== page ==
Understanding the Rice Tarrification Law

September 24, 2019

Ever wondered why our previous governments did not immediately implement rice tariffication? A research disclosed that previous presidents of the country then, feared that it would hurt ‘palay’ farmers because the entry of cheap imported rice would pull down palay prices.

The ‘left’ at those times,  was considered a force to reckon with in policy making and their populist perspective was accepted as sound policy advice, particularly during the administration of President Corazon Aquino.

President Fidel Ramos took a different tack when he pushed for the membership of the country in the World Trade Organization (WTO) in 1995. A necessary part of our ascension to the WTO was the liberalization of agricultural trading, including rice.

At that time, the country availed of the exception for rice import for ten years to allow the government to put in place the necessary productivity-enhancing measures to protect our palay and them globally competitive.

Unfortunately, it is evident that our previous governments did not do their homework of improving the production efficiency of palay farmers. Hence, after the 10-year grace period, we applied for another 10-year exemption (though this required sacrificing another agricultural producers though lower tariffs) from the lifting of quantitative restriction (QR).

The 20-year grace period ended in 2015, during the time of former Department of Agriculture Sectary Proceso Alcala, under the administration of President Benigno Aquino III and the government was no longer allowed by the WTO to extend the QR.

The government resorted to various legal measures such as declaration of emergency situation, imposing non-tariff barriers (NTBs) or sacrificing more products through lower tariffs, in exchange for maintaining the rice quantitative restrictions.

PNoy even appointed Sen. Francis Pangilinan as Presidential Assistant for Food Security and Agricultural Modernization - a Cabinet-level position, to ‘assist’ Alcala, who was accused of being incompetent in his position.

However, Pangilinan,  who also happened to be the chairman of the Senate committee on agriculture and foods, failed to file a single bill that would help our local farmers and the agricultural sector. Aquino, Alcala and Pangilinan promised to attain rice self-sufficiency, but unfortunately, this did not happen.  

As an answer, the Senate under the Duterte administration passed the RTL or Republic Act 11203 due to the Philippines’ failure to meet its obligations with the WTO. President Duterte signed the law in February this year.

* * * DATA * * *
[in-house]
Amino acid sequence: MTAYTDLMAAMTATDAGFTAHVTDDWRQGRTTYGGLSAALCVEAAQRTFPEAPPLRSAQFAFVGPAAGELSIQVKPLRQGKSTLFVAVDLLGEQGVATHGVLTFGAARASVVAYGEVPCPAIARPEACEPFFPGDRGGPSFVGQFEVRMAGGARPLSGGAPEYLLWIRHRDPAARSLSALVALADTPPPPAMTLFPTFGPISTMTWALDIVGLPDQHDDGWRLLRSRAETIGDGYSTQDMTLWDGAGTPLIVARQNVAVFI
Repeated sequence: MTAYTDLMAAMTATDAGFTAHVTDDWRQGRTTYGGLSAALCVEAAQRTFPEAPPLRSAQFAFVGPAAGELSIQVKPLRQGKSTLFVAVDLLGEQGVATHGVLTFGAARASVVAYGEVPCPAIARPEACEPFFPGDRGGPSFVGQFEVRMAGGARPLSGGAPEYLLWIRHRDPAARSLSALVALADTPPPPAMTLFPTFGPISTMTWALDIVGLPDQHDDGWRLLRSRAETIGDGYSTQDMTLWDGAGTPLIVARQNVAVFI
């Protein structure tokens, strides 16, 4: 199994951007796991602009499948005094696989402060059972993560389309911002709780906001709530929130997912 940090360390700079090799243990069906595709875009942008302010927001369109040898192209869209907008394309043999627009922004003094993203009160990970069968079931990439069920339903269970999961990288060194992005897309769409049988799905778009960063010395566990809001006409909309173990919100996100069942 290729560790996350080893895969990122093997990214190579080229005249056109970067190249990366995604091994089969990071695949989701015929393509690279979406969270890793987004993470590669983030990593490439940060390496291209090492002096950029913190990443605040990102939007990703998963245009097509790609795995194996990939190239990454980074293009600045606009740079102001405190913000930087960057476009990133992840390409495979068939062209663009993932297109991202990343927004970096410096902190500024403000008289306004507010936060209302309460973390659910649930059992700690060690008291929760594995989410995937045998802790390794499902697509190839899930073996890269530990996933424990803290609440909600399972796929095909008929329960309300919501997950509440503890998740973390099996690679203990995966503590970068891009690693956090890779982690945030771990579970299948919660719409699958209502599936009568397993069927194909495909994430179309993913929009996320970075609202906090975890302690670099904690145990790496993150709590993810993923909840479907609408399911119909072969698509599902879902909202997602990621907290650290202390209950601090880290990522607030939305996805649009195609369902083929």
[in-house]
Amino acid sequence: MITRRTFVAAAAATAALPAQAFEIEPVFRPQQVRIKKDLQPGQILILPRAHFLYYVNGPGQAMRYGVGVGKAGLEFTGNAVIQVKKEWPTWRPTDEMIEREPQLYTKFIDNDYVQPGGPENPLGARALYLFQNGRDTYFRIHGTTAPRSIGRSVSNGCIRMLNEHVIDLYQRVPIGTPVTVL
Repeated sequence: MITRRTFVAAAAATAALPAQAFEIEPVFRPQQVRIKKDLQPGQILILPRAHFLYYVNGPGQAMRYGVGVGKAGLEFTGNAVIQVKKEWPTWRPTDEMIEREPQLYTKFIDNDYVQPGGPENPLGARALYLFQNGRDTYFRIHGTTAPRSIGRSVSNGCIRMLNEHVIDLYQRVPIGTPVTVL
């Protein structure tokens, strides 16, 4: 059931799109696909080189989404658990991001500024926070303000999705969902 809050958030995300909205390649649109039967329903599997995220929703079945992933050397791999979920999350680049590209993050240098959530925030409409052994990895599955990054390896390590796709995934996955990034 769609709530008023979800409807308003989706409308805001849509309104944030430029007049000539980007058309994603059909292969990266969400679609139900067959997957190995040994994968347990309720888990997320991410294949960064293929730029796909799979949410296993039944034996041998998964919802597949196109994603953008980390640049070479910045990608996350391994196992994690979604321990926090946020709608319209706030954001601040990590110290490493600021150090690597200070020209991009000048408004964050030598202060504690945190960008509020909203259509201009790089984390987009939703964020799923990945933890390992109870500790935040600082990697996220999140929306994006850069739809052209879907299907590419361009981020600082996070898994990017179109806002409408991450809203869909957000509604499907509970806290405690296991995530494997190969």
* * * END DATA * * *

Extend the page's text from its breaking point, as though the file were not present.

The law, which removed the QRs on rice while imposing a 35-percent tariff on imports from neighboring Southeast Asian nations, was actually a result of the country’s failure to meet its obligations under a 1995 agreement with the WTO,  to make the country’s rice farmers more competitive.

Had the previous governments succeeded in making Filipino farmers competitive while the WTO agreement was in effect, there would have been no need for the government to impose the liberalization of rice.

Since October 2018, Duterte declared the RTL issue as ‘urgent’ due to price hikes that caused rice to hit P70 per kilo last year. Finance undersecretary Tony Lambino predicts that the law will cut rice prices by P7 per kilo. BangkoSentral ng Pilipinas projects that this will also cut inflation by 0.6 percent.

President Duterte says the said law will address the urgent need to improve availability of rice in the country, to prevent artificial rice shortage, reduce the prices of rice in the market and curtail the prevalence of corruption and cartel domination in the rice industry.’

The said law essentially allows for the liberalization of rice imports. It will remove the previously placed quota on rice imports, permitting traders to import a near-unlimited quantity of rice.

In the basic rules of economy, the law of supply and demand will dictate market prices. By allowing more competitors to enter the rice market, the law will lower the price of rice by increasing supply.

The tariffs are 35 percent from the Association of Southeast Asian Nations (ASEAN); 40 percent from non-ASEAN countries if imports are below 350,000 metric tons; and 180 percent if imports are from non-ASEAN countries and above 350,000 metric tons. The taxes will go to a Rice Competitiveness Enhancement Fund (RCEF), which will allocate the revenue to programs for mass irrigation, rice storage, and research initiatives.

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